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Article
August 1985

Characterization of the Humoral Immune Response to Bovine Collagen Implants

Author Affiliations

From the Departments of Pathology (Dr McCoy and Mr Schade) and Dermatology (Drs Siegle, Waldinger, Vanderveen, and Swanson), University of Michigan Medical School, Ann Arbor. Dr Siegle is now with the Division of Dermatology, Department of Internal Medicine, Ohio State University, Columbus.

Arch Dermatol. 1985;121(8):990-994. doi:10.1001/archderm.1985.01660080044012
Abstract

• The use of bovine collagen implants (BCIs) for the correction of dermal contour deformities is becoming widespread. A small percentage of patients receiving treatment with BCIs suffer adverse reactions that appear to be of an immune nature. Circulating antibodies to BCIs are found in all patients suffering adverse treatment reactions and in small numbers of normal individuals and BCI-treated patients not suffering adverse reactions. These antibodies are always IgG, although quite often IgA is also present. The anti-BCI antibodies are quite stable, suffering virtually no loss of activity after storage at room temperature for 54 days. Immunoblotting studies indicate that no singular component of the BCI collagen is the prime antigenic component; multiple regions of the collagen molecule are recognized by patients' antibodies.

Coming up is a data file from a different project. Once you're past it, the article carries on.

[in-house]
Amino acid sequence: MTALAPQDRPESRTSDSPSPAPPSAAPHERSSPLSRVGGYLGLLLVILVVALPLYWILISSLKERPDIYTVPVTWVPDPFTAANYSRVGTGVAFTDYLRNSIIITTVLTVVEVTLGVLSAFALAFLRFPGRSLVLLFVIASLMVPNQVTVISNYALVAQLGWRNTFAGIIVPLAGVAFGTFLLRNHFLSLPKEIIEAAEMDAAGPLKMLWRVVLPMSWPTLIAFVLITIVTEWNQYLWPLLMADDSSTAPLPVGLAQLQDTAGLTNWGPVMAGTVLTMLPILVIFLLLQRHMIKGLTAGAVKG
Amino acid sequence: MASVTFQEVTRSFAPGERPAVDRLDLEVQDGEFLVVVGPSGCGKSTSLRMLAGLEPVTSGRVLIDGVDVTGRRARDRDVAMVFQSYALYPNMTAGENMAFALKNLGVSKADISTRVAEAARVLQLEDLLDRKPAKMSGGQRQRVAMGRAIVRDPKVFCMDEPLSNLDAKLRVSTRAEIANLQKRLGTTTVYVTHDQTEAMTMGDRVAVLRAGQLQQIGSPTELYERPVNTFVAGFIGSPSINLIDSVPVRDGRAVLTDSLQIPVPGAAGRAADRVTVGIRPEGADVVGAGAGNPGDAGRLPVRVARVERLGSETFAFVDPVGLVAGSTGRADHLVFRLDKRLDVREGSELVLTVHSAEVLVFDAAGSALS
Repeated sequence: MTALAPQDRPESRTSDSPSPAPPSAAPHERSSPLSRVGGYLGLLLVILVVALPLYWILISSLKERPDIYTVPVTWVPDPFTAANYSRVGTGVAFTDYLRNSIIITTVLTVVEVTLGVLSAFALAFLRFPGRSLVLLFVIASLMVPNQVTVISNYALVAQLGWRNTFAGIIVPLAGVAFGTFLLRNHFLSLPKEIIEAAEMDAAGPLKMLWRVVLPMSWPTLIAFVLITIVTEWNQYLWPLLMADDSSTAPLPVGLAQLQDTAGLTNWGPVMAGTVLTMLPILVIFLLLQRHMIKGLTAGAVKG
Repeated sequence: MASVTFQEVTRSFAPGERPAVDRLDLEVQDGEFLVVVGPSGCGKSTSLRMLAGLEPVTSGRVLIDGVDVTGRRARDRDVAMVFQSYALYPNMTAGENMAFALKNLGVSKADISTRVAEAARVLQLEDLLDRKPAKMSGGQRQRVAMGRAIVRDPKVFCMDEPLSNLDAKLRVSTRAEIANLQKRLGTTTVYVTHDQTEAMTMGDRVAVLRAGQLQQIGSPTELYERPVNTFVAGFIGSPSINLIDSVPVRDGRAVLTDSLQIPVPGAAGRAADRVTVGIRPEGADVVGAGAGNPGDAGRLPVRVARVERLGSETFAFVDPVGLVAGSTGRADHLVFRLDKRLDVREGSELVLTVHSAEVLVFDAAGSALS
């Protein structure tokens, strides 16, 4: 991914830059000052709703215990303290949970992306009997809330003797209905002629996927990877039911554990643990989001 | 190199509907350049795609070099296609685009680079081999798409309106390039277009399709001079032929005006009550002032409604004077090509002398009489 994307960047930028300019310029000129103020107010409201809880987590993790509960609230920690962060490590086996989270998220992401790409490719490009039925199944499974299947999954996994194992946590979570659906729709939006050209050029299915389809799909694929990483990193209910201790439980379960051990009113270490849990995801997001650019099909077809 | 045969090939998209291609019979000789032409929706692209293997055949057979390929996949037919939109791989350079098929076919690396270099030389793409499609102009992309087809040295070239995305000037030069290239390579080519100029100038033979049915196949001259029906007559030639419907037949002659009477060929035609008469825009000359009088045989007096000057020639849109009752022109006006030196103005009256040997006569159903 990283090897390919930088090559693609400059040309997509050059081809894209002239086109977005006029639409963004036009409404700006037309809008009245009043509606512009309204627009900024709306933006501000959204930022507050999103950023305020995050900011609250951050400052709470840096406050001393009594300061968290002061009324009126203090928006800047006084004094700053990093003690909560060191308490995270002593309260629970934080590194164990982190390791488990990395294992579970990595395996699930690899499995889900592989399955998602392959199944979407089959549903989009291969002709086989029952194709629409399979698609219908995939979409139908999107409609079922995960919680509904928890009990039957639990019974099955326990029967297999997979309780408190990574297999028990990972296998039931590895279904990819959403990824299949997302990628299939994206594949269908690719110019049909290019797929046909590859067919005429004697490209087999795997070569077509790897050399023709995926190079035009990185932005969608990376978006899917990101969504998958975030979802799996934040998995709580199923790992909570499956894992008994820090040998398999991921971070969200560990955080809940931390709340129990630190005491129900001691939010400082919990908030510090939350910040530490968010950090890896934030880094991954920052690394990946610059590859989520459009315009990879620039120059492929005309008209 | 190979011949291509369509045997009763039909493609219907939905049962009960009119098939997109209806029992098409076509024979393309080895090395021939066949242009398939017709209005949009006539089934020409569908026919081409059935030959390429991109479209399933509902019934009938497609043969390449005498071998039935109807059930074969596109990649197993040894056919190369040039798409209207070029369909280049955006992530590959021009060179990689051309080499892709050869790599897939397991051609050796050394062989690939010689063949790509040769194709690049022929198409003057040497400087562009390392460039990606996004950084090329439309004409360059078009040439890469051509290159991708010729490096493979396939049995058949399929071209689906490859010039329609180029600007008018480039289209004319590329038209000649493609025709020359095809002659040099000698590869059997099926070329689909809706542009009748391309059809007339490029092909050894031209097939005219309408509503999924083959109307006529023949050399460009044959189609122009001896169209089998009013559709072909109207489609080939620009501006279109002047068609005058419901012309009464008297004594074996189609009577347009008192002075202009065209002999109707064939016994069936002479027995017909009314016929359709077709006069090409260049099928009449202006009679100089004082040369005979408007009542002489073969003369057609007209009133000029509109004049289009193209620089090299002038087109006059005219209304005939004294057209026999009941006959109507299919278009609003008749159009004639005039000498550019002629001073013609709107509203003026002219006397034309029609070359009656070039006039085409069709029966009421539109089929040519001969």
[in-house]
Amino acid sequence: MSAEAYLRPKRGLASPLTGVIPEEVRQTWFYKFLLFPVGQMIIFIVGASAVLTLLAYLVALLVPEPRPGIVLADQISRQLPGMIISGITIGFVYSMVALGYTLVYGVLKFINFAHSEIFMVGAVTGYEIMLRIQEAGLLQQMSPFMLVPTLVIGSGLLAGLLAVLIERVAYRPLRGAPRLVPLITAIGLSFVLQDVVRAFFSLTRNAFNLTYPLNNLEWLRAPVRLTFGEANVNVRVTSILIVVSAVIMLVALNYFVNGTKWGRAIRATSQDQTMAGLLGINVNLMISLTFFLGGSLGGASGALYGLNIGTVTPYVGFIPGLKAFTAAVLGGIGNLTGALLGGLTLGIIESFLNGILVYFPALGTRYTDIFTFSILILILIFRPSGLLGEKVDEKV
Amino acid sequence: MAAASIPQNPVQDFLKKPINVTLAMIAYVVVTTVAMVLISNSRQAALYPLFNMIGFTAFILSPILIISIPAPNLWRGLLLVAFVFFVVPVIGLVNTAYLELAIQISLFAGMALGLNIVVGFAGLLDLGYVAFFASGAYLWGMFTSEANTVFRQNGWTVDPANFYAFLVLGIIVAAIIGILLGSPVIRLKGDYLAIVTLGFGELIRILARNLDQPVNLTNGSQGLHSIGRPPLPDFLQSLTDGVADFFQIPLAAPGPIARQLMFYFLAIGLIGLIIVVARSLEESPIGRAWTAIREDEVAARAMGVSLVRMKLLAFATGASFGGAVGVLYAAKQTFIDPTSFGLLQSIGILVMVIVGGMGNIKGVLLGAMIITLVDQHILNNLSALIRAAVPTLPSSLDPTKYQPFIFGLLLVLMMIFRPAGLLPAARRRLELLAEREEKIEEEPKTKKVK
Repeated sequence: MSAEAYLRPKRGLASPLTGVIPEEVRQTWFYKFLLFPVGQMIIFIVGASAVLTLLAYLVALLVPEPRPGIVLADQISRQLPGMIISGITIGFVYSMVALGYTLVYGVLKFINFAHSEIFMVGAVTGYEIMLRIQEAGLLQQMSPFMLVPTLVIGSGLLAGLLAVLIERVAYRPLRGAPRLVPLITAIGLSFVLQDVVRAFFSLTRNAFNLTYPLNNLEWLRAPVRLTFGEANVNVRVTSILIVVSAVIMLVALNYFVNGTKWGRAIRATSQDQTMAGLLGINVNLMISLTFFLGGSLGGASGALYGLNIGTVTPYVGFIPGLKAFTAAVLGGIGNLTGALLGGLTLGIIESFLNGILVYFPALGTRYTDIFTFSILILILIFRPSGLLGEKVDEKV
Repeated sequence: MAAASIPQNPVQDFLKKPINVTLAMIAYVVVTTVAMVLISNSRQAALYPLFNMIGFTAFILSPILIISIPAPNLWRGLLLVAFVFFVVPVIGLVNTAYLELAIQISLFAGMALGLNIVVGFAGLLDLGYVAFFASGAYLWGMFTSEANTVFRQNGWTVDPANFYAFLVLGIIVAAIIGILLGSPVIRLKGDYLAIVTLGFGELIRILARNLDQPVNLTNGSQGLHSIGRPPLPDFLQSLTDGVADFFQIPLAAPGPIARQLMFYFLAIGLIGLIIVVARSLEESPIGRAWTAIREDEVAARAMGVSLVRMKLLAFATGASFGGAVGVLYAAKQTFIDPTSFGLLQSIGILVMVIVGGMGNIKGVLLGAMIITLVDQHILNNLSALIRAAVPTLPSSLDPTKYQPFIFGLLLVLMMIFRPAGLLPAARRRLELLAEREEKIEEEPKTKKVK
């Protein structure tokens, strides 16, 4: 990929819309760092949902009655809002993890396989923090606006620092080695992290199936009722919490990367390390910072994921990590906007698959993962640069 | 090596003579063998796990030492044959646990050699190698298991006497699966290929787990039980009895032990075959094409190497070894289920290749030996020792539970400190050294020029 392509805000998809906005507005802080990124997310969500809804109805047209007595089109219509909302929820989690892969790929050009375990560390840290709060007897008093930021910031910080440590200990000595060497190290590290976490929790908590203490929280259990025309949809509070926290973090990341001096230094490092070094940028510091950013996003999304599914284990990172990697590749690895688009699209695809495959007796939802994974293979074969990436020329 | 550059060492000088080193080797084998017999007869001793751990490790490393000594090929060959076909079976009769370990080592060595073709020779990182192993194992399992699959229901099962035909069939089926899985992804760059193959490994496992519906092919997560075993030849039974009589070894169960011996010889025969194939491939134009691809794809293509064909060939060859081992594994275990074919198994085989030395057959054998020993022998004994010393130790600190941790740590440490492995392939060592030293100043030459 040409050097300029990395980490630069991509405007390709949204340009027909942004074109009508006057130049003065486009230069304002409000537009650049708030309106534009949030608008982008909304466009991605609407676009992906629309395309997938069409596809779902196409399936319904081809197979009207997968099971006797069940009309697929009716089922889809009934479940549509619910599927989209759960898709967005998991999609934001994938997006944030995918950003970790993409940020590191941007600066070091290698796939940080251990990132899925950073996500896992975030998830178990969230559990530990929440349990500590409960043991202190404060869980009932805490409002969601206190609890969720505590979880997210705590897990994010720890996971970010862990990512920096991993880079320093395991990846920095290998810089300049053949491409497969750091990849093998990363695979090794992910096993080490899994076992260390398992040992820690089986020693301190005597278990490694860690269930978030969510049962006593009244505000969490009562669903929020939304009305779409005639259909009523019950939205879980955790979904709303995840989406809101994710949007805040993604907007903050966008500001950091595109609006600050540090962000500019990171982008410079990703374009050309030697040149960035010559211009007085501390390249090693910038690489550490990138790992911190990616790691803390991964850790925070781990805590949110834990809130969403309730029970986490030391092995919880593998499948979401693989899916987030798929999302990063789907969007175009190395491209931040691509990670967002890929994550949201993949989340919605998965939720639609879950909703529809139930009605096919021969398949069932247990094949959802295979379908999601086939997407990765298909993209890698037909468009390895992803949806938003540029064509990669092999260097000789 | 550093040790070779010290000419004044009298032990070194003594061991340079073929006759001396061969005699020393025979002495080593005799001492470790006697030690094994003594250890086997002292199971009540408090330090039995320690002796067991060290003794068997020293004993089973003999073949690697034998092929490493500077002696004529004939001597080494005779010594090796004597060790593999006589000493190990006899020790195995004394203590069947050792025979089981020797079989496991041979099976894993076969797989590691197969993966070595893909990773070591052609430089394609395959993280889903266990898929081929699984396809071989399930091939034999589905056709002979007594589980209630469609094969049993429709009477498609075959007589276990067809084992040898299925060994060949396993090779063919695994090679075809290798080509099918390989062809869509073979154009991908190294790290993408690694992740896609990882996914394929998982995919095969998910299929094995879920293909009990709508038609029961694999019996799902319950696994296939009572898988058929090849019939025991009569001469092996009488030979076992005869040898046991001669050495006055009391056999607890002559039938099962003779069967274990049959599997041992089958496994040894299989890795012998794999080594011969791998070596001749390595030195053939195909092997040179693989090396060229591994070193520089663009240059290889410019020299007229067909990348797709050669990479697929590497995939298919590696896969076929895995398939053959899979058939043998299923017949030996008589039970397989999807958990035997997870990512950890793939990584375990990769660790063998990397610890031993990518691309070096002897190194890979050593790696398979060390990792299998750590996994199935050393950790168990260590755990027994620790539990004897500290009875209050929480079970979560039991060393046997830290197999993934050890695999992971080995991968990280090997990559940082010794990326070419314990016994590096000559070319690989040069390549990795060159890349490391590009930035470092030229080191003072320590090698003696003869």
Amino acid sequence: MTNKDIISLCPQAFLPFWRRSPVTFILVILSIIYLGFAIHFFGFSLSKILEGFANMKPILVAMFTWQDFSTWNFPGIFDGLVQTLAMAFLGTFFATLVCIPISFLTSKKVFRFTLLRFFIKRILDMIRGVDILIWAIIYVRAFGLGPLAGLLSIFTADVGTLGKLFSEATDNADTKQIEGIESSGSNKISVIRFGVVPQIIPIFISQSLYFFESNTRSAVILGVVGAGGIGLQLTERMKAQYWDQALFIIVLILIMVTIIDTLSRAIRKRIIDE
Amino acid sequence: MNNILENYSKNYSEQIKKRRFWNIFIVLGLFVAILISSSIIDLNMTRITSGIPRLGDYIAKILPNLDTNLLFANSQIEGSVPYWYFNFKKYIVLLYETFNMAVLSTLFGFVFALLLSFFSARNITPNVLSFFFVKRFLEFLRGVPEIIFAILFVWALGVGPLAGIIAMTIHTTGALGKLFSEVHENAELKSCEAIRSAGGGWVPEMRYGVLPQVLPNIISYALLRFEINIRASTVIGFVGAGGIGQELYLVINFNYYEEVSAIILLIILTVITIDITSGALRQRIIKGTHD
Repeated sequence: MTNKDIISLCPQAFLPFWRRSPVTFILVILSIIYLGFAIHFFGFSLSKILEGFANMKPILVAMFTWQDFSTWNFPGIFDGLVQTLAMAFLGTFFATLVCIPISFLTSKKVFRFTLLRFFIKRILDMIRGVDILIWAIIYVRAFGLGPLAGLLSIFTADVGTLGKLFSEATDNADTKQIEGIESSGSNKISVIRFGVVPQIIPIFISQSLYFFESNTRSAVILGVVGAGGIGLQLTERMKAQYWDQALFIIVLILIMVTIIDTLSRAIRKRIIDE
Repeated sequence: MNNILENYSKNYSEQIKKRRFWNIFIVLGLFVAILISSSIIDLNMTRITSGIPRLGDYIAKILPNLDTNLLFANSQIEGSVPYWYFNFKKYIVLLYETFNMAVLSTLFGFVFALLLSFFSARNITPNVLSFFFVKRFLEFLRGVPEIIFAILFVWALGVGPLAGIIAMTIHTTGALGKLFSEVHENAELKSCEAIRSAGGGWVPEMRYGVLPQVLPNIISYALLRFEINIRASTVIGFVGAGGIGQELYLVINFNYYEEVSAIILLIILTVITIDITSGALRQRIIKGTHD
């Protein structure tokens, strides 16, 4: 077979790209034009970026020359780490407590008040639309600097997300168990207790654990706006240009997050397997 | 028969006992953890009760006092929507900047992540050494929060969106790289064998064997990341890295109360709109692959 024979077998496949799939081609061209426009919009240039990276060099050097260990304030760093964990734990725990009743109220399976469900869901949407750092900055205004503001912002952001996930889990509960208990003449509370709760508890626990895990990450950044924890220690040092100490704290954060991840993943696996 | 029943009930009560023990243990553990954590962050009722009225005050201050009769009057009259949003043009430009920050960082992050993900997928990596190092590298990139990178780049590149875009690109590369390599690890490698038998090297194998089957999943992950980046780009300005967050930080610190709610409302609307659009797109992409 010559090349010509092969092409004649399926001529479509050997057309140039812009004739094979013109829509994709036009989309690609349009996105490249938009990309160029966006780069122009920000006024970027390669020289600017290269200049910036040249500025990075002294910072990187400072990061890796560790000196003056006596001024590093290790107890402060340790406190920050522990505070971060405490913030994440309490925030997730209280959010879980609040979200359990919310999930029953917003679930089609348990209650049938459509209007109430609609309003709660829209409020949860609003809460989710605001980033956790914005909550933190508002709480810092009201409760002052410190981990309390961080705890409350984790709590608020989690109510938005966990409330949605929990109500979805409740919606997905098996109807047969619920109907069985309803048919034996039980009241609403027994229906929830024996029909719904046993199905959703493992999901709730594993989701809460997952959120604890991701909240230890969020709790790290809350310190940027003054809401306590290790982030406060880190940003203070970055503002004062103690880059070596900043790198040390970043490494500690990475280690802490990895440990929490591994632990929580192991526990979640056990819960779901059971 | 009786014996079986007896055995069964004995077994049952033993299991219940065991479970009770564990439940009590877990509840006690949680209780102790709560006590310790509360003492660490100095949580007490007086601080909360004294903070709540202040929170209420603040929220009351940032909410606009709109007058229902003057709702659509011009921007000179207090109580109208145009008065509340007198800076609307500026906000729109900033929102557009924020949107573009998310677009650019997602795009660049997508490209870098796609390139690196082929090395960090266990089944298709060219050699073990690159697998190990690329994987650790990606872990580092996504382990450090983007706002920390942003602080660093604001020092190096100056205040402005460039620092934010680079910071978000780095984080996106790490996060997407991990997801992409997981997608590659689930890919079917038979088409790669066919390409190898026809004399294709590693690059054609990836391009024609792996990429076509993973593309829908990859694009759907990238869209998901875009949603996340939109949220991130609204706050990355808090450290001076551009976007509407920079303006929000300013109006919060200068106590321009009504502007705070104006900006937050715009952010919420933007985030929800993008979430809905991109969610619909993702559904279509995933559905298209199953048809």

(Arch Dermatol 1985;121:990-994)

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